Oregon chub: The first fish species in the US that was removed from the endangered list

It is a sort of a double celebration for the United States as two of its animals have been removed from the endangered list. Several days ago the majestic American Bald Eagle has been declared as no longer an endangered animal and on Tuesday the Oregon chub (Oregonichthys crameri) has been taken out from the U.S. Endangered Species Act protection by the U.S. Fish and Wildlife Service.

The fish is endemic only to Oregon  in the United States and it had been federally listed as threatened species from 1993 to 2014.

Authorities announced on Tuesday that the Oregon minnow which grows up to two inches when it reaches maturity was already safe from threats of getting threatened and endangered and became the first fish species to do so in the United States.

The population of the glimmering fish species now reaches millions and the chubs are now freely swimming in Western Oregon’s Willamette River and its nearby waters.

The population of the ray-finned fish plummeted over the past 100 years as their habitat was threatened by urbanization and predation by largemouth bass which is not native to the area.

Almost two decades ago the chub’s population in eight wetlands dwindled to not more than 1,000. Facing extinction the chub obtained protection from Endangered Species Act in 1993. From then on the fish population gradually increased and its status of “endangered” improved to “threatened” in 2004.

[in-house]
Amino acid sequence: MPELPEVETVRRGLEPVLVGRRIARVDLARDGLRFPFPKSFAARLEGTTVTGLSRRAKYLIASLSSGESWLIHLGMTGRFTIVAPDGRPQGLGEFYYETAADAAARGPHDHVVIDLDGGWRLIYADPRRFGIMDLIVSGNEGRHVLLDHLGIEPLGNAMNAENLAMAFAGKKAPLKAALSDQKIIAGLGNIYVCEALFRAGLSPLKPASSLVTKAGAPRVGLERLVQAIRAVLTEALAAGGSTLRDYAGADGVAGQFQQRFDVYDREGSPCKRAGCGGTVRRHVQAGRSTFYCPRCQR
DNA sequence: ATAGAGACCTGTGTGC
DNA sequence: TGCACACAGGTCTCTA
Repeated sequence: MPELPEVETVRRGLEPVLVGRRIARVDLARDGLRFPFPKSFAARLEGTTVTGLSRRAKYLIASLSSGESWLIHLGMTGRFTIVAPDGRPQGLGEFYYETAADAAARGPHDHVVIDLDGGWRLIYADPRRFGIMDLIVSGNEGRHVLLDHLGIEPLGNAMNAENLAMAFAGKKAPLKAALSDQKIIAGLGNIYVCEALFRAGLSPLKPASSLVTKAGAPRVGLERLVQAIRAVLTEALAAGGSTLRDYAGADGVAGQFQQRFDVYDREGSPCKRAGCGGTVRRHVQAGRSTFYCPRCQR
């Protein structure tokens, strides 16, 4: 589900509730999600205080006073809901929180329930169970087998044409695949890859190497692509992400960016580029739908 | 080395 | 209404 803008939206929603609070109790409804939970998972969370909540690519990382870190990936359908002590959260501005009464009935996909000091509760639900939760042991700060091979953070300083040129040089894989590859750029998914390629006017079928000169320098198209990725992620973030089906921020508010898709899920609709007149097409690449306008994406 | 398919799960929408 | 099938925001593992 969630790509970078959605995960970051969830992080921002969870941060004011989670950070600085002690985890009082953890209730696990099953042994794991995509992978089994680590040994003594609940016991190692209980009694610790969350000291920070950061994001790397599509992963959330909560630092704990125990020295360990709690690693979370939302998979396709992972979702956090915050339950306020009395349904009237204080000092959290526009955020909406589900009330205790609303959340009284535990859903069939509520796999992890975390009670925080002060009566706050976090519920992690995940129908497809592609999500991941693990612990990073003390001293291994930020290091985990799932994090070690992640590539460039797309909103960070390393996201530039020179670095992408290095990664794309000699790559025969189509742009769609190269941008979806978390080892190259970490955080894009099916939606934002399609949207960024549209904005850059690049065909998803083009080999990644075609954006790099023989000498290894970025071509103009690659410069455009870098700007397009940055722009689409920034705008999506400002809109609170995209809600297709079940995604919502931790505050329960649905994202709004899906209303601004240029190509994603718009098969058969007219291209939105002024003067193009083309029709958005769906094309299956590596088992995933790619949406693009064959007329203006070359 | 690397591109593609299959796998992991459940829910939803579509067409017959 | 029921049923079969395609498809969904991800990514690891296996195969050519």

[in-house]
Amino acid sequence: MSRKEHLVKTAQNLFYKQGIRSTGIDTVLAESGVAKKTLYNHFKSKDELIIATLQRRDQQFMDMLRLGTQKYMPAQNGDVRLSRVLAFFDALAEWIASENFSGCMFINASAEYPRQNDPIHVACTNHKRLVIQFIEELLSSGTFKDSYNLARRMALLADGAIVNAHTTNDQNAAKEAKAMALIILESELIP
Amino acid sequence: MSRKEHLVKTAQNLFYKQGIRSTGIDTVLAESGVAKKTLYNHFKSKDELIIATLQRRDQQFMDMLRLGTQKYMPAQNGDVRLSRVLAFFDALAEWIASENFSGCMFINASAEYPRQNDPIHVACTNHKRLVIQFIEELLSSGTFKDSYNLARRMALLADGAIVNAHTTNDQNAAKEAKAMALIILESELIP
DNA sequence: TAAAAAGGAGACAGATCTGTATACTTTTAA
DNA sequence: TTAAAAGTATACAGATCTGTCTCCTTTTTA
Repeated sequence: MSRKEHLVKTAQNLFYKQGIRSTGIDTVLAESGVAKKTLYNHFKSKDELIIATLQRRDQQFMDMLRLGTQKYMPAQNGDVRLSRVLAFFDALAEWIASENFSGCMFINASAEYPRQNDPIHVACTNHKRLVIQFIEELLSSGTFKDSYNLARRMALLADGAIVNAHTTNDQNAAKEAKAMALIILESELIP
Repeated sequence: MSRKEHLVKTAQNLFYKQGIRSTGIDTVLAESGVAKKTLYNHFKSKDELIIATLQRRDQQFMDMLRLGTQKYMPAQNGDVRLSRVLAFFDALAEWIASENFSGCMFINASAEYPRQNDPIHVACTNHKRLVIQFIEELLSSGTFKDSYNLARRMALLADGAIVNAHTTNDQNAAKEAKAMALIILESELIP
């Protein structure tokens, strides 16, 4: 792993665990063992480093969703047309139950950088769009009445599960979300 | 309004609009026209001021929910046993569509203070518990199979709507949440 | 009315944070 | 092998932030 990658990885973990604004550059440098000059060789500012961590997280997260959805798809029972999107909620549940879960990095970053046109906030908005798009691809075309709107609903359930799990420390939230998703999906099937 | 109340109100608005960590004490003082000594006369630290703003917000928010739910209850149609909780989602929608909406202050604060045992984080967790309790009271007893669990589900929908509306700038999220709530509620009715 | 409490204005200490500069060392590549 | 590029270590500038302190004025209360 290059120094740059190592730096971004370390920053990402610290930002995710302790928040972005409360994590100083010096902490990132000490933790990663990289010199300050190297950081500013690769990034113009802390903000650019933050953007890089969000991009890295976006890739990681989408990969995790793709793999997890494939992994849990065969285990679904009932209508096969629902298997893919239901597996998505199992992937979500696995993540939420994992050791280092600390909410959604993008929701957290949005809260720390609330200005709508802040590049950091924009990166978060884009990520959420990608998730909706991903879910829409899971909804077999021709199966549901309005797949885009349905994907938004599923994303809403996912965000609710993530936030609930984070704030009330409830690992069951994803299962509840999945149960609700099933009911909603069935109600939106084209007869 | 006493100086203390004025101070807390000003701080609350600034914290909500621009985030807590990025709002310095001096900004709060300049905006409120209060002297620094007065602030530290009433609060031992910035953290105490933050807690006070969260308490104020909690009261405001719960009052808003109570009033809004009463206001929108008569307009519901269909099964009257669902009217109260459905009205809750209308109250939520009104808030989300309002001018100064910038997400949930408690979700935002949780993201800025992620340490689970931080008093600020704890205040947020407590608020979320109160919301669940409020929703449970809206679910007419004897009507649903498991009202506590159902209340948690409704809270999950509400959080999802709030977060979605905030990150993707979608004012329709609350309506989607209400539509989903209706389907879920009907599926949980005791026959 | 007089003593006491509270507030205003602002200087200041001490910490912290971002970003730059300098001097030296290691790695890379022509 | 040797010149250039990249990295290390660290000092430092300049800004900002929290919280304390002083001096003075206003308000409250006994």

To date, more than 150,000 chubs thrive in 80 sites along the Oregon Valley thanks to the gallant efforts like bringing back water flows, stocking in private ponds and floodplain renovation.

An Oregon supervisor with the U.S. Fish and Wildlife service, Paul Henson, said that the fish’s strong recovery put the limelight on how habitat improvement coupled with species recovery efforts can give rise in staving off endangerment and extinction of animals amid agricultural and urban development.

Henson also quipped that, “This shows the public that you can recover specie and do it in a way that works with local communities in a positive way, as opposed to being a contentious big event.”

Paul Sheerer, who spearheads the native fish project for the Oregon Department of Fish and Wildlife said that the Oregon chub is no longer fished commercially, and improvements to its habitat could be whipped up at a minimum cost to private landowners. These two factors helped in efforts to augment the chub’s population. Sheerer added that Oregon officials had been cheering on the resurgence of the Oregon chub. Other species of fishes like a trout and a sucker have also exhibited signs of recovery which are also protected by the Endangered Species Act.

U.S. Fish and Wildlife Service Director Dan Ashe was slated to announce formally the exclusion of the Oregon chub from the list of endangered species in an event on Tuesday, but his flight from Washington, D.C. was canceled due to snow.


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